Is this how God works? Do we have to wear Him down with our prayers? No! Jesus says God will bring about justice for His chosen ones QUICKLY. If an uncaring, unrighteous judge can be moved to do what is right, how much more our heavenly Father who loves us! He will not make us beg; He will answer our prayers.
But remember, the context of this is Jesus’ return. It is similar to the image in Revelation 6 of the saints crying out, "How long, O Lord, until you avenge us?" That’s why Jesus talks about finding faith when He returns. This parable is a challenge to be faithful to the end. It is a challenge to keep praying for the culmination of God’s kingdom, the growth and extension of its borders. It is a challenge to focus our eyes on the coming Lord. It is not a parable about how to wear God out and get that new car you always wanted. It is about eternal justice from the eternal Judge.
So what do we learn from this parable?
(1) We need to focus our prayers on the kingdom. Isn’t this what Jesus taught in Matthew 6? "Thy kingdom come..." Jesus modeled that we should pray for the kingdom before praying for our own daily bread.
(2) We need to "pray without ceasing." God’s times are not our times. He is coming soon, even if "soon" means thousands of years. A thousand years is like a day in the eyes of the Lord. Let us never cease to pray for His coming.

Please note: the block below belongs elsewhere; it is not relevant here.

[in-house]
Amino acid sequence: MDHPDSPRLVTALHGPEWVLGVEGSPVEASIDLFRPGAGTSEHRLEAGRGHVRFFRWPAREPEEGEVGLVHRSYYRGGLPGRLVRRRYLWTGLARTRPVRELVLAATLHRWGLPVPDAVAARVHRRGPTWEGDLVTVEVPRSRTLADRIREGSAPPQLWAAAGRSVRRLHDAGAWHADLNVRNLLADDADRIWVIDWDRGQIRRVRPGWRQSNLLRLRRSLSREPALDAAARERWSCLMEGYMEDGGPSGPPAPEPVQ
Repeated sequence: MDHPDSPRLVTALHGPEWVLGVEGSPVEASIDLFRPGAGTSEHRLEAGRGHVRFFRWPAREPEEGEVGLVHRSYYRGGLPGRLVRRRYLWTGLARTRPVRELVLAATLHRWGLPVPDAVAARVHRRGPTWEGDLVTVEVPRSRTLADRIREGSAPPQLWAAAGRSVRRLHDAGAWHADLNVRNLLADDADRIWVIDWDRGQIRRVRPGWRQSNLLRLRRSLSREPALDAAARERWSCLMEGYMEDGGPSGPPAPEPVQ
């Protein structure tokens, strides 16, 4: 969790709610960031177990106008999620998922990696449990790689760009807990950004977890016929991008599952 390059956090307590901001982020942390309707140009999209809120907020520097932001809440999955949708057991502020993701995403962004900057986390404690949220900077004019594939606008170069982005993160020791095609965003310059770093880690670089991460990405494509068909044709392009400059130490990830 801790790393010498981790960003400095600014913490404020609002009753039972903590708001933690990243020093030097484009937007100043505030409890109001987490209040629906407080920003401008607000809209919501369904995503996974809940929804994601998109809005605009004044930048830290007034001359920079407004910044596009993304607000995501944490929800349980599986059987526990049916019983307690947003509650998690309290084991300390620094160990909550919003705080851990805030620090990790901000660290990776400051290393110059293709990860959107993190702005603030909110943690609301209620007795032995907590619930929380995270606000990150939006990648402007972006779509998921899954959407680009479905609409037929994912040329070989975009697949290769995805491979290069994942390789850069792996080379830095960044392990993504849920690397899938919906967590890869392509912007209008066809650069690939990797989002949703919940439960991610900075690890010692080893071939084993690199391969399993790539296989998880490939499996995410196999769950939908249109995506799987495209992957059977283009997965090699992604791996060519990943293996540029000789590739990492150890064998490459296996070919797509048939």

II. The Parable of the Two Men Praying
Luke tells us the intended audience at the start. This is directed at those who are confident in their own righteousness and who look down on others.
Luke 18:9 To some who were confident of their own righteousness and looked down on everybody else, Jesus told this parable: 10 “Two men went up to the temple to pray, one a Pharisee and the other a tax collector. 11 The Pharisee stood up and prayed about himself: ‘God, I thank you that I am not like other men — robbers, evildoers, adulterers — or even like this tax collector. 12 I fast twice a week and give a tenth of all I get.’ 13 “But the tax collector stood at a distance. He would not even look up to heaven, but beat his breast and said, ‘God, have mercy on me, a sinner.’ 14 “I tell you that this man, rather than the other, went home justified before God. For everyone who exalts himself will be humbled, and he who humbles himself will be exalted.”
"Lord, I thank you that I am not like the Pharisee..." That’s a tempting prayer, isn’t it? Yet, don’t we fall into the same trap? "Look at me! I’m at church on Sunday morning when I could be home sleeping like everybody else. And I go to the right church with the right doctrine, with the right name on the sign. Not like those poor, misguided people who don’t understand the Bible!"
May God protect us from such an attitude and forgive us when we have it.